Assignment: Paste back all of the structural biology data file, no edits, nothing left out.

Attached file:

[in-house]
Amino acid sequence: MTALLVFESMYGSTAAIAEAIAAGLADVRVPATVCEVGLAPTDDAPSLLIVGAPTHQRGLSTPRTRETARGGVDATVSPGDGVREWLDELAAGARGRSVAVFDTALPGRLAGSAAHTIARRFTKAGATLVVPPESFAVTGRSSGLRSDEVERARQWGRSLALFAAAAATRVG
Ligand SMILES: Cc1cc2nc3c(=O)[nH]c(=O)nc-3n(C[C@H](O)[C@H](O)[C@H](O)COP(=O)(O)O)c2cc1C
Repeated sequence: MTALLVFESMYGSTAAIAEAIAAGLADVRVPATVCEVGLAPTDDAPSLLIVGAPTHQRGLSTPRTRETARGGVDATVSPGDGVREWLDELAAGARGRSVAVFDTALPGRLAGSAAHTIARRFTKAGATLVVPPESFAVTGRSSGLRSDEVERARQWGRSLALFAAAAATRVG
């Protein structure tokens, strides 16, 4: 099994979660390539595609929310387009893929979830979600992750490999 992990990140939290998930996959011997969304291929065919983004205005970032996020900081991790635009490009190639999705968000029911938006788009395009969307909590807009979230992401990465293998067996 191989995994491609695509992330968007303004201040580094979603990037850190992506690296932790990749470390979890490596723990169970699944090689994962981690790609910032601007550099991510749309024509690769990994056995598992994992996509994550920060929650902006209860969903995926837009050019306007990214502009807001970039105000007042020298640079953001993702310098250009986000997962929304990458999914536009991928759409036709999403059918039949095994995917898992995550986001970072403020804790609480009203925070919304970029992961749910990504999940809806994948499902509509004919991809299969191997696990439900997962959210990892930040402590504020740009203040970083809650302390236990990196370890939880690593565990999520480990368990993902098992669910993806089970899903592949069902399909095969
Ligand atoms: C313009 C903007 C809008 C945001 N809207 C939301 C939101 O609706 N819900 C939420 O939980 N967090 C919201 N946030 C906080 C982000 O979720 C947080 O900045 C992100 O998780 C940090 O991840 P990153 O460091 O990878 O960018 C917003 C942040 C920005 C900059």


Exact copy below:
[in-house]
Amino acid sequence: MTALLVFESMYGSTAAIAEAIAAGLADVRVPATVCEVGLAPTDDAPSLLIVGAPTHQRGLSTPRTRETARGGVDATVSPGDGVREWLDELAAGARGRSVAVFDTALPGRLAGSAAHTIARRFTKAGATLVVPPESFAVTGRSSGLRSDEVERARQWGRSLALFAAAAATRVG
Ligand SMILES: Cc1cc2nc3c(=O)[nH]c(=O)nc-3n(C[C@H](O)[C@H](O)[C@H](O)COP(=O)(O)O)c2cc1C
Repeated sequence: MTALLVFESMYGSTAAIAEAIAAGLADVRVPATVCEVGLAPTDDAPSLLIVGAPTHQRGLSTPRTRETARGGVDATVSPGDGVREWLDELAAGARGRSVAVFDTALPGRLAGSAAHTIARRFTKAGATLVVPPESFAVTGRSSGLRSDEVERARQWGRSLALFAAAAATRVG
């Protein structure tokens, strides 16, 4: 099994979660390539595609929310387009893929979830979600992750490999 992990990140939290998930996959011997969304291929065919983004205005970032996020900081991790635009490009190639999705968000029911938006788009395009969307909590807009979230992401990465293998067996 191989995994491609695509992330968007303004201040580094979603990037850190992506690296932790990749470390979890490596723990169970699944090689994962981690790609910032601007550099991510749309024509690769990994056995598992994992996509994550920060929650902006209860969903995926837009050019306007990214502009807001970039105000007042020298640079953001993702310098250009986000997962929304990458999914536009991928759409036709999403059918039949095994995917898992995550986001970072403020804790609480009203925070919304970029992961749910990504999940809806994948499902509509004919991809299969191997696990439900997962959210990892930040402590504020740009203040970083809650302390236990990196370890939880690593565990999520480990368990993902098992669910993806089970899903592949069902399909095969
Ligand atoms: C313009 C903007 C809008 C945001 N809207 C939301 C939101 O609706 N819900 C939420 O939980 N967090 C919201 N946030 C906080 C982000 O979720 C947080 O900045 C992100 O998780 C940090 O991840 P990153 O460091 O990878 O960018 C917003 C942040 C920005 C900059």